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Monday, September 23, 2019  Spokane, Washington  Est. May 19, 1883
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A&E >  Music

Spokane Symphony to rock the music of Led Zeppelin

By Tyler Wilson For The Spokesman-Review

It’s Led Zeppelin only bigger, stronger and with more power.

The Spokane Symphony will combine rock and classical music by performing “The Music of Led Zeppelin” on Friday at Martin Woldson Theater at The Fox. The orchestra joins forces with show creator and guest conductor Brent Havens, as well as a full rock band led by singer Randy Jackson, to perform iconic hits from the iconic band.

The show delivers faithful performances of the band’s catalog but with “new colors” that add a new sense of richness to the music, Havens said in an interview.

“There are all these new things going on, but it’s also everything you know,” Havens said. “Just hearing a full orchestra play the licks from ‘Black Dog’ – it’s powerful.”

Havens is a prolific arranger/conductor with composing credits on feature films, television and for orchestras across the country. The Led Zeppelin concept began in 1995, when he was looking to lure a new audience to an orchestra show in Virginia.

“My idea was to take the music that everybody knows, a great singer and a rockin’ band, then wrap a 50-60 piece orchestra around that, and it just blew up,” Havens said.

Led Zeppelin proved to be the perfect showcase for Havens’ idea, as the songs’ intricate rhythm patterns provided countless opportunities for an orchestra to open up the tracks, Havens said.

The success of the Zeppelin show led to more “The Music of” presentations Havens created to collaborate with orchestras across the country. The series now includes live bands and singers joining orchestras to play the music of Queen, the Rolling Stones, Prince, Michael Jackson, Pink Floyd and more. Around 100 “The Music of” shows will be performed this year, Havens said.

In preparation for Friday’s show, Havens will only spend a short time with the Spokane Symphony before the performance.

“I’ll probably work with them for about 90 minutes, so they know what I’m doing, and I know what they’re doing,” he said. “We’re talking world-class musicians. They’ll kill it. They’ll knock it out of the park.”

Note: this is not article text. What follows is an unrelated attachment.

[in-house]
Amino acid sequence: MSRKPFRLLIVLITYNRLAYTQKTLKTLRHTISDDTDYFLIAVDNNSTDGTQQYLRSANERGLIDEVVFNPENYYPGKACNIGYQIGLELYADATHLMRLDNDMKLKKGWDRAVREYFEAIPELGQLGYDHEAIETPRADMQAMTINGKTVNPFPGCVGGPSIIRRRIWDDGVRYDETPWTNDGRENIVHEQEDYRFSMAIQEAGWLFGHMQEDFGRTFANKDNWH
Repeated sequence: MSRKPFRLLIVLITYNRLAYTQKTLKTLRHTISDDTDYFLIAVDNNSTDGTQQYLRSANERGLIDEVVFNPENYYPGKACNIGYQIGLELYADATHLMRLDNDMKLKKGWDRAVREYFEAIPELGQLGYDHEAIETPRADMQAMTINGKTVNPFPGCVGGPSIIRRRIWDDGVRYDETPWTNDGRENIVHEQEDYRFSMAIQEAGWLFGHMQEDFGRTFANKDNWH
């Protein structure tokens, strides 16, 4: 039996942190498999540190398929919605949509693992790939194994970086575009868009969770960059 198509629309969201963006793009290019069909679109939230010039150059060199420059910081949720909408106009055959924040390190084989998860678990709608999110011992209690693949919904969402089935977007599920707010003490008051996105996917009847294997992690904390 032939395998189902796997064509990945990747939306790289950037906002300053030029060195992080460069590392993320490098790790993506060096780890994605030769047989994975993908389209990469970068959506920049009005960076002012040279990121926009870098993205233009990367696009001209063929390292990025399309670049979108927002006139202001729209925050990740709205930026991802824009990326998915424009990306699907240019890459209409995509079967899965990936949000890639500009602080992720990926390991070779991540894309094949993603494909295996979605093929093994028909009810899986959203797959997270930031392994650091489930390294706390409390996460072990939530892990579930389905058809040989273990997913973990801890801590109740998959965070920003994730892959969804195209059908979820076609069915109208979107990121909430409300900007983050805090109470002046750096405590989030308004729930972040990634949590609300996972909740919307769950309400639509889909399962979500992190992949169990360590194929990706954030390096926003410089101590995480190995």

Jackson, lead singer of the rock band Zebra, has been performing the Robert Plant vocals for “The Music of Led Zeppelin” since 1996.

“I was sent a cassette of him. We still had cassettes then,” Havens said. “I was just blown away, and he’s been with us ever since.”

Before finding success with original material, Jackson’s band Zebra gained fame by performing faithful covers of bands like Led Zeppelin. Jackson’s love for the group began when he blind bought some of his first albums at a record store, including the 1969 release “Led Zeppelin II.”

“I liked the way the cover looked – I didn’t know what I was buying, but the one that stuck on the turntable was ‘Led Zeppelin II.’ ” Jackson said. “They certainly had a big influence on my writing and performing.”

Jackson said his job is to deliver the classic elements of the Led Zeppelin sound while the symphony adds new textures.

“Zeppelin is musical enough that it’s easy to add a symphony to it,” Jackson said. “We’re fans, and we’re all there to celebrate the music.”

Concertgoers can expect 18 songs from the Led Zeppelin catalog. While an individual set list generally pulls from about 30 tracks, attendees can expect greatest hits like “Stairway to Heaven,” “Heartbreaker,” and “Immigrant Song.”

“Obviously you’re not getting out of the building unless you do ‘Kashmir,’ ” Havens said.

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